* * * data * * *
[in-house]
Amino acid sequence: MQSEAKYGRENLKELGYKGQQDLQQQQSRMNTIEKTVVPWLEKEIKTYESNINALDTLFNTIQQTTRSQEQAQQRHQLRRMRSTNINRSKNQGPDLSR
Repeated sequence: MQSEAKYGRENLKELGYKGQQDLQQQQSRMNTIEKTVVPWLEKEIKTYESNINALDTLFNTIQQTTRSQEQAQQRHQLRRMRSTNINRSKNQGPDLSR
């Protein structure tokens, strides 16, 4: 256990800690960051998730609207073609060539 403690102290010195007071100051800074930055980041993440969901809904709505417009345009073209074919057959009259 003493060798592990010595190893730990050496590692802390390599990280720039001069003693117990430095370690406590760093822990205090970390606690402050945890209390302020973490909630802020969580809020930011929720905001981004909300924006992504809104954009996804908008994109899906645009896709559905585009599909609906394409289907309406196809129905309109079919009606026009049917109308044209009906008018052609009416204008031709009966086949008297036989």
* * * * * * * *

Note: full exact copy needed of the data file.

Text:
[in-house]
Amino acid sequence: MQSEAKYGRENLKELGYKGQQDLQQQQSRMNTIEKTVVPWLEKEIKTYESNINALDTLFNTIQQTTRSQEQAQQRHQLRRMRSTNINRSKNQGPDLSR
Repeated sequence: MQSEAKYGRENLKELGYKGQQDLQQQQSRMNTIEKTVVPWLEKEIKTYESNINALDTLFNTIQQTTRSQEQAQQRHQLRRMRSTNINRSKNQGPDLSR
């Protein structure tokens, strides 16, 4: 256990800690960051998730609207073609060539 403690102290010195007071100051800074930055980041993440969901809904709505417009345009073209074919057959009259 003493060798592990010595190893730990050496590692802390390599990280720039001069003693117990430095370690406590760093822990205090970390606690402050945890209390302020973490909630802020969580809020930011929720905001981004909300924006992504809104954009996804908008994109899906645009896709559905585009599909609906394409289907309406196809129905309109079919009606026009049917109308044209009906008018052609009416204008031709009966086949008297036989």